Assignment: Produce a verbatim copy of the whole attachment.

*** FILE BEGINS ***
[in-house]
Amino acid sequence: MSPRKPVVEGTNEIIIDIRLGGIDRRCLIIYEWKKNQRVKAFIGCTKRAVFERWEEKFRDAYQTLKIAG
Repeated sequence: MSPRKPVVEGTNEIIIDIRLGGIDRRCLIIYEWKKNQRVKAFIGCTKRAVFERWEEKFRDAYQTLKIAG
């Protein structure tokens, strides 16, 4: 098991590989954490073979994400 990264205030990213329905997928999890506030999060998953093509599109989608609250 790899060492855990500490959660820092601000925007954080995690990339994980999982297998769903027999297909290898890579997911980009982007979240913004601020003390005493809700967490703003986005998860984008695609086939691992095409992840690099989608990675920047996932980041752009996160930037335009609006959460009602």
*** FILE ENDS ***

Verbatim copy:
[in-house]
Amino acid sequence: MSPRKPVVEGTNEIIIDIRLGGIDRRCLIIYEWKKNQRVKAFIGCTKRAVFERWEEKFRDAYQTLKIAG
Repeated sequence: MSPRKPVVEGTNEIIIDIRLGGIDRRCLIIYEWKKNQRVKAFIGCTKRAVFERWEEKFRDAYQTLKIAG
């Protein structure tokens, strides 16, 4: 098991590989954490073979994400 990264205030990213329905997928999890506030999060998953093509599109989608609250 790899060492855990500490959660820092601000925007954080995690990339994980999982297998769903027999297909290898890579997911980009982007979240913004601020003390005493809700967490703003986005998860984008695609086939691992095409992840690099989608990675920047996932980041752009996160930037335009609006959460009602």